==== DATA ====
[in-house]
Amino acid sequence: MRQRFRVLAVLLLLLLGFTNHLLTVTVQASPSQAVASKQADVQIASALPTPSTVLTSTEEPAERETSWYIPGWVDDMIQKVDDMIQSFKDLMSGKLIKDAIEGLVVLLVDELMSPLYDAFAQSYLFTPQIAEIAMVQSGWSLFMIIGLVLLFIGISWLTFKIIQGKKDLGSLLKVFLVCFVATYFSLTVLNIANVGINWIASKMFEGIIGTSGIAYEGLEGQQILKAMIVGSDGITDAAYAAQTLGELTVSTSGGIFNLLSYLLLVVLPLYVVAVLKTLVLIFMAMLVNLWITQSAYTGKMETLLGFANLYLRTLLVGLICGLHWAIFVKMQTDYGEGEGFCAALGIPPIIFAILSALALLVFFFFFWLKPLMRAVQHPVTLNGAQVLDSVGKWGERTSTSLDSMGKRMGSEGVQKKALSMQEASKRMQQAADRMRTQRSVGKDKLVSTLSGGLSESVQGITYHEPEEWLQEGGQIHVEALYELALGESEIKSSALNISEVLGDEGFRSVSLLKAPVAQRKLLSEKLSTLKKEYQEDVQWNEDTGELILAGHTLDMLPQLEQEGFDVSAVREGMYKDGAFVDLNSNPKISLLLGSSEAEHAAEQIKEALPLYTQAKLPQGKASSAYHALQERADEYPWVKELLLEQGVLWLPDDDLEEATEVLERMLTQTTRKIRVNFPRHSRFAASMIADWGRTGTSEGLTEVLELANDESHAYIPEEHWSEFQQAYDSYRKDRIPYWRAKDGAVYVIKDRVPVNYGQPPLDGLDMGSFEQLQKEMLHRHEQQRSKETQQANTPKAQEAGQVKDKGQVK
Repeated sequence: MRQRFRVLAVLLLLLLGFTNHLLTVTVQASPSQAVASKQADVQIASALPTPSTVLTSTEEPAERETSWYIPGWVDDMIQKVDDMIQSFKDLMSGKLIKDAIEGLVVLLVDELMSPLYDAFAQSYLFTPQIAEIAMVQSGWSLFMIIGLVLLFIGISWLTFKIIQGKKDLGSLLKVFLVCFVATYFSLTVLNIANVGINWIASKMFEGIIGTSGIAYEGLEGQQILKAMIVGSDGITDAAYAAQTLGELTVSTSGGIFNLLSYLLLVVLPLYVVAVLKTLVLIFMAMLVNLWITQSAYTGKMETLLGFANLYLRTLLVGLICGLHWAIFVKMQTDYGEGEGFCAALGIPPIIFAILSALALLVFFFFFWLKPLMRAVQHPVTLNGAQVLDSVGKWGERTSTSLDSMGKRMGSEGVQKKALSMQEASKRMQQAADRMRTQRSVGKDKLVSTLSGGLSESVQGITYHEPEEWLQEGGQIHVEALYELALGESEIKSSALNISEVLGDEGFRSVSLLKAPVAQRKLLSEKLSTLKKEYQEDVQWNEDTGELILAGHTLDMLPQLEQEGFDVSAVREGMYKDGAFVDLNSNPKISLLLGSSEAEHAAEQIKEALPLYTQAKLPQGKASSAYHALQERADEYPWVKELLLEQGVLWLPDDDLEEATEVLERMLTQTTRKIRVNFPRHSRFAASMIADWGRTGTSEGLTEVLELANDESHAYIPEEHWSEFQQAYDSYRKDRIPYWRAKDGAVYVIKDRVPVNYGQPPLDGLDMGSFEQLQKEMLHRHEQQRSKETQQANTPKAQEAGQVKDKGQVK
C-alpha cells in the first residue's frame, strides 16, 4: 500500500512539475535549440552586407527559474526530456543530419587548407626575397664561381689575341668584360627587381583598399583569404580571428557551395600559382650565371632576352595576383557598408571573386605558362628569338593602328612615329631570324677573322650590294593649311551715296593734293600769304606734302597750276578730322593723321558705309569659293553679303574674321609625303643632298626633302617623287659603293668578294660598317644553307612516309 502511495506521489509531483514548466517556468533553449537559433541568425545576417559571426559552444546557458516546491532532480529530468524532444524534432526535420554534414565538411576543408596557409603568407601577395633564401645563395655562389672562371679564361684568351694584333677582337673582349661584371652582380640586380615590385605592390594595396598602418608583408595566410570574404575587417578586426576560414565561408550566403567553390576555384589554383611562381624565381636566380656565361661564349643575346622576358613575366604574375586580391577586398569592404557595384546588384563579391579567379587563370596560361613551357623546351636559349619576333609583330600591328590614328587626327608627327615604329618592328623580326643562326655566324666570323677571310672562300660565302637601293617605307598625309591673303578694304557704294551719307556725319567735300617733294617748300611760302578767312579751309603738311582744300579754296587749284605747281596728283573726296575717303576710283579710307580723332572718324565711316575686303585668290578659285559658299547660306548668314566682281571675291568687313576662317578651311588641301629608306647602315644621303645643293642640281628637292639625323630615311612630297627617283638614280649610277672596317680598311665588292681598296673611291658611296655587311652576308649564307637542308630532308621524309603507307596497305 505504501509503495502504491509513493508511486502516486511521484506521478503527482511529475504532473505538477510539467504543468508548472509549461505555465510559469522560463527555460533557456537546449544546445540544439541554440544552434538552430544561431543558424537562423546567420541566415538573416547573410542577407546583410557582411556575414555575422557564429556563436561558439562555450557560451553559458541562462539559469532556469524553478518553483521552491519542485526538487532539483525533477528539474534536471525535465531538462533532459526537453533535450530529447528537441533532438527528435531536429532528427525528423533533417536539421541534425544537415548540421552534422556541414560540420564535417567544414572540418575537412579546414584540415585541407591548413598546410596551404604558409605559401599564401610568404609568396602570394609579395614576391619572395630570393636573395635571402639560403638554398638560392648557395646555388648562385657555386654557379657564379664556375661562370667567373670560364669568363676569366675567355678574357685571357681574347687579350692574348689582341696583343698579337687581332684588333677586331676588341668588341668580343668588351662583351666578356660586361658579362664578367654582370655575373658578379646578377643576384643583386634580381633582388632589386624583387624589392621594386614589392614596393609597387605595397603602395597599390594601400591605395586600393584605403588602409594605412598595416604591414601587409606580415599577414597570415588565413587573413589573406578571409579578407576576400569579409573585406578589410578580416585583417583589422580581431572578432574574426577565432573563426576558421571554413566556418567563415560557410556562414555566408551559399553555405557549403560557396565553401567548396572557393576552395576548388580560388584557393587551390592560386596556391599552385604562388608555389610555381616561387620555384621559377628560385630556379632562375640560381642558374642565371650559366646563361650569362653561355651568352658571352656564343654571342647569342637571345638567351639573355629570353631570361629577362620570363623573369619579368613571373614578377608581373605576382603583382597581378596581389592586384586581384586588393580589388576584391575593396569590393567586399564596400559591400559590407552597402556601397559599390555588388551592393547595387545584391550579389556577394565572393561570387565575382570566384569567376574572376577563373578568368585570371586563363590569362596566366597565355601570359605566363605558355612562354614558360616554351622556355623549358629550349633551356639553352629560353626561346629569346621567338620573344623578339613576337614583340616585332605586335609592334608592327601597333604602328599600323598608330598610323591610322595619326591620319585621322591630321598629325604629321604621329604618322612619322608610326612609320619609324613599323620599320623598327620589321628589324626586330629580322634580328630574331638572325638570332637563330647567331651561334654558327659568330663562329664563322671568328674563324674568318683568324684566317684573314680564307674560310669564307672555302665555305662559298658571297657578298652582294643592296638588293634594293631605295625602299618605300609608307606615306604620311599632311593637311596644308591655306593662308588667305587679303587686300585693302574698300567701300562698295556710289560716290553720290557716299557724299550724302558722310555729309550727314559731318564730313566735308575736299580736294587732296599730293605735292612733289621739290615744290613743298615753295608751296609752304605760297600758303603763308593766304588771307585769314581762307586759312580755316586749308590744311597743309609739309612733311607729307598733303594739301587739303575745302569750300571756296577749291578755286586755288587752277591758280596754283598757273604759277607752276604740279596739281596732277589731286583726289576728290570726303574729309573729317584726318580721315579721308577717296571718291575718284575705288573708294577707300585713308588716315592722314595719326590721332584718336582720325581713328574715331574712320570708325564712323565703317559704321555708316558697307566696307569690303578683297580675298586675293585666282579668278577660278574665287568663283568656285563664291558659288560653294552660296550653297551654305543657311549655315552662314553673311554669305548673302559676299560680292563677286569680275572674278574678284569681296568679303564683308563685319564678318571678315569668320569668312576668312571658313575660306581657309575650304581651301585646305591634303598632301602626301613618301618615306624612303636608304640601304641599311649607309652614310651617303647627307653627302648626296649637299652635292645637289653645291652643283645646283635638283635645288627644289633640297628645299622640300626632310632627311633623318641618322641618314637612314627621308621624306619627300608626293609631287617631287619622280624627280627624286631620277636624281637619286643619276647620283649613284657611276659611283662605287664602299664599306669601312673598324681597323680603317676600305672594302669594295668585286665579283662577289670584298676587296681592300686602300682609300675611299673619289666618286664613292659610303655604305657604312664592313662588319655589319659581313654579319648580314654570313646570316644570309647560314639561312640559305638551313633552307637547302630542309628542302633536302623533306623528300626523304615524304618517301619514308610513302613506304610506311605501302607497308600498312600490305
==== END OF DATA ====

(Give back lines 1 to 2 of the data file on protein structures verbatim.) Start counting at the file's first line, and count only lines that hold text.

[in-house]
Amino acid sequence: MRQRFRVLAVLLLLLLGFTNHLLTVTVQASPSQAVASKQADVQIASALPTPSTVLTSTEEPAERETSWYIPGWVDDMIQKVDDMIQSFKDLMSGKLIKDAIEGLVVLLVDELMSPLYDAFAQSYLFTPQIAEIAMVQSGWSLFMIIGLVLLFIGISWLTFKIIQGKKDLGSLLKVFLVCFVATYFSLTVLNIANVGINWIASKMFEGIIGTSGIAYEGLEGQQILKAMIVGSDGITDAAYAAQTLGELTVSTSGGIFNLLSYLLLVVLPLYVVAVLKTLVLIFMAMLVNLWITQSAYTGKMETLLGFANLYLRTLLVGLICGLHWAIFVKMQTDYGEGEGFCAALGIPPIIFAILSALALLVFFFFFWLKPLMRAVQHPVTLNGAQVLDSVGKWGERTSTSLDSMGKRMGSEGVQKKALSMQEASKRMQQAADRMRTQRSVGKDKLVSTLSGGLSESVQGITYHEPEEWLQEGGQIHVEALYELALGESEIKSSALNISEVLGDEGFRSVSLLKAPVAQRKLLSEKLSTLKKEYQEDVQWNEDTGELILAGHTLDMLPQLEQEGFDVSAVREGMYKDGAFVDLNSNPKISLLLGSSEAEHAAEQIKEALPLYTQAKLPQGKASSAYHALQERADEYPWVKELLLEQGVLWLPDDDLEEATEVLERMLTQTTRKIRVNFPRHSRFAASMIADWGRTGTSEGLTEVLELANDESHAYIPEEHWSEFQQAYDSYRKDRIPYWRAKDGAVYVIKDRVPVNYGQPPLDGLDMGSFEQLQKEMLHRHEQQRSKETQQANTPKAQEAGQVKDKGQVK